Category Archives: Lima City Schools

Space and Science on Display

**I want to first start out by saying this post isn’t necessarily about gifted education.

This past weekend I had the opportunity to go with the Lima Senior High School Moon Rover team to Huntsville, Alabama to participate in the NASA’s Human Exploration Rover Challenge. They were the only high school in Ohio to participate. This is the first year we were able to compete with two rover teams.

IMG_1806Watching high school and college students going up against each other in a challenge was awesome. Every school had different designs, different materials, but all had to meet the same requirements.

Our students came up with a great design, and they built it. They made some alterations to the rover based on the data they collected from the course. It was all science and engineering.

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What was the most interesting aspect to the weekend was having the ability to go up to other teams and ask them about their rover. Teams would openly share their failures and successes. They shared what they loved most about their rover, and how they felt they did against past years from their schools. Teams also gave permission to take pictures of their rovers. The comradery amongst teams was great. They all had the shared experience of designing, building, and racing their rovers.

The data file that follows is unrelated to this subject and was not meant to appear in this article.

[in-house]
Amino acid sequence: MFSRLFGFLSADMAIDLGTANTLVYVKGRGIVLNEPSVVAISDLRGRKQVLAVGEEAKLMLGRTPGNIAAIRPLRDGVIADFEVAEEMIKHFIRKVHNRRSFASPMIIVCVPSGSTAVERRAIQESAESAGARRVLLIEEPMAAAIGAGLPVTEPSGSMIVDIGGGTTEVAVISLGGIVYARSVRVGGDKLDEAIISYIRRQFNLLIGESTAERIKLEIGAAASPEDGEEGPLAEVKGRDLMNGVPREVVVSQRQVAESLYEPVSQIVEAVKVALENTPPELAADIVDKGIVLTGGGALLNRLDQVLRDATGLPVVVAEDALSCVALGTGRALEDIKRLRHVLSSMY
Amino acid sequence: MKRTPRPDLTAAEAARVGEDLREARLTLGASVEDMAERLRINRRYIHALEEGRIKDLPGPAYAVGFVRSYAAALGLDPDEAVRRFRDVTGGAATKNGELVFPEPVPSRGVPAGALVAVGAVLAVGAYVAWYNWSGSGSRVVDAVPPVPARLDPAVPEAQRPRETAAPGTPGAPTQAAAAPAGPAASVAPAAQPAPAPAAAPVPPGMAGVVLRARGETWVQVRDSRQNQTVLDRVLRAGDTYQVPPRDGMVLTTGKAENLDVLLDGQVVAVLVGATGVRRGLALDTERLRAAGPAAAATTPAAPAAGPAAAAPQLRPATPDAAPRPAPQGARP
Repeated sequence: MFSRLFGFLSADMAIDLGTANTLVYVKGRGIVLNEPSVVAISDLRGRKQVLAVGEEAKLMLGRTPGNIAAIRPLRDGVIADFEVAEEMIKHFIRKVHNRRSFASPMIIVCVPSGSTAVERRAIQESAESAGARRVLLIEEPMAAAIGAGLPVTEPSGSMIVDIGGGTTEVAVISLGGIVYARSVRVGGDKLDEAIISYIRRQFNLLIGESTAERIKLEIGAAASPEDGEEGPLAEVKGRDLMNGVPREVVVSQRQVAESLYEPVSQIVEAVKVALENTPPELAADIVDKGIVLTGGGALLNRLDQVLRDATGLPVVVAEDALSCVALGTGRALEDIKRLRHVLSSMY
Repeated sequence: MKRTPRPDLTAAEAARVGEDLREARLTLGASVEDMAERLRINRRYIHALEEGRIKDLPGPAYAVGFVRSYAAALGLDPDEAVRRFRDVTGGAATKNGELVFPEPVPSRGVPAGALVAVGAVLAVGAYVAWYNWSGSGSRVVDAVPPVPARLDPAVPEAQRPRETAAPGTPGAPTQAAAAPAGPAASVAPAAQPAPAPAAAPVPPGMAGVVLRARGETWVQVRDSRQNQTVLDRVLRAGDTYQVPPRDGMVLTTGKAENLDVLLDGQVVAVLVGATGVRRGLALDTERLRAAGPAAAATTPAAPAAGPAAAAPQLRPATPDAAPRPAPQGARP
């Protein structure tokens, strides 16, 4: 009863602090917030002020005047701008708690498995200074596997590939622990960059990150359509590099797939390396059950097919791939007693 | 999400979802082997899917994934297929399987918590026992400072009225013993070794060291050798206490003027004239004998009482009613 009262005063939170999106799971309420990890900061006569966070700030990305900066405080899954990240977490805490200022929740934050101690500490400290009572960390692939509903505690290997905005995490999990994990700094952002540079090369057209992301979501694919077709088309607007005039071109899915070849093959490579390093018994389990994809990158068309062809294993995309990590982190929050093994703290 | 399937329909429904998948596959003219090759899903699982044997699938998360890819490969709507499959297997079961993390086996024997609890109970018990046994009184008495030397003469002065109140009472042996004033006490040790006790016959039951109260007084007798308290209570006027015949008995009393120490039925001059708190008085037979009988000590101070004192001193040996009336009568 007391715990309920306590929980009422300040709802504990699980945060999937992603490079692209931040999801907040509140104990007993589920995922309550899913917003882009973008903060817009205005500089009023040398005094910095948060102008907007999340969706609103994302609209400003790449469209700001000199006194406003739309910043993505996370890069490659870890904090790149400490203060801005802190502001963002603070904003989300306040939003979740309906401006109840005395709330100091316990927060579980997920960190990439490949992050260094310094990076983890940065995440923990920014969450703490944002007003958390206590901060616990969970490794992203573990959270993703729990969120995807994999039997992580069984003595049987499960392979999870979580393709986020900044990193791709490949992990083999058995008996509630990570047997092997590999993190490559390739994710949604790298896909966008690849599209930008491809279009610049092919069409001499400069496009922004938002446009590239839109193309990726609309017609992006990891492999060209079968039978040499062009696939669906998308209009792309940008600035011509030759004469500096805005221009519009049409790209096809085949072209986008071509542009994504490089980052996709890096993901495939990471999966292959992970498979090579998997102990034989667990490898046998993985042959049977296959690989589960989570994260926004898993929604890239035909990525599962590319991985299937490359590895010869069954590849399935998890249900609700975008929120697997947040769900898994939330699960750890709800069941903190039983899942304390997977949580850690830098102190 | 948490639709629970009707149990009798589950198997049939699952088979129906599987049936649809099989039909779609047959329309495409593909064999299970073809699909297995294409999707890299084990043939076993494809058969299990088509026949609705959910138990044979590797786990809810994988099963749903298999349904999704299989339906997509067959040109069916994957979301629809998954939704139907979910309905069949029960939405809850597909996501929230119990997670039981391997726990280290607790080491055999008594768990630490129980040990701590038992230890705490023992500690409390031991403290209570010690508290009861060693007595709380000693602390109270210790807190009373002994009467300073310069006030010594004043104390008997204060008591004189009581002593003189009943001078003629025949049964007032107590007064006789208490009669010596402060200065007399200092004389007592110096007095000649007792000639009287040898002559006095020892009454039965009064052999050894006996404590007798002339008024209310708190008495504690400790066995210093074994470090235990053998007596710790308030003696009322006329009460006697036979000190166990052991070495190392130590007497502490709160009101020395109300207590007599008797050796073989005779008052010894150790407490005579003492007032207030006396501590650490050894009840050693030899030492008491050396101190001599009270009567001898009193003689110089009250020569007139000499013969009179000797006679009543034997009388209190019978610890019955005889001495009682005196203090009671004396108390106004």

After two days of racing, we gave the students the chance to check out the Marshall Space Flight facilities.  They got the chance to see rockets up close, and have the opportunities to talk to real astronauts.

What I hoped our students took away from the weekend was just how important STEM, and STEAM programs are. I hope they saw that having skills like welding, carpentry, and machining are important career and technical skills. I hope they saw that engineering isn’t necessarily a single person career, but a team effort.

I hope they took away from the weekend perseverance, tenacity, and team work. I saw our students overcome some issues with their rover, and come through on the other side with a better product. They started out together as 2 teams, and left as one large team. They had goals, some were met, and some we have to try again next year.

Overall, students from all schools had an opportunity of lifetime. They raced each other, they inspired each other, and they helped to propel the idea that this generation could impact the future with their creativity, skills, and their experiences with science and engineering.

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Common Characteristics of Gifted Children

The last few weeks, I have been reminded of the importance of regular education teachers knowing some basics of Gifted Education. So this post is more for those teachers who need to know a bit more about gifted children. I posted this to our district Gifted Education Page. I thought that this is such an important topic that it needed to be seen by a larger audience.

Let’s start with the definition of what Gifted means. According to the National Association for Gifted Children‘s definition is:

“Gifted individuals are those who demonstrate outstanding levels of aptitude (defined as an exceptional ability to reason and learn) or competence (documented performance or achievement in top 10% or rarer) in one or more domains. Domains include any structured area of activity with its own symbol system (e.g., mathematics, music, language) and/or set of sensorimotor skills (e.g., painting, dance, sports).”

According to the State of Ohio giftedness means: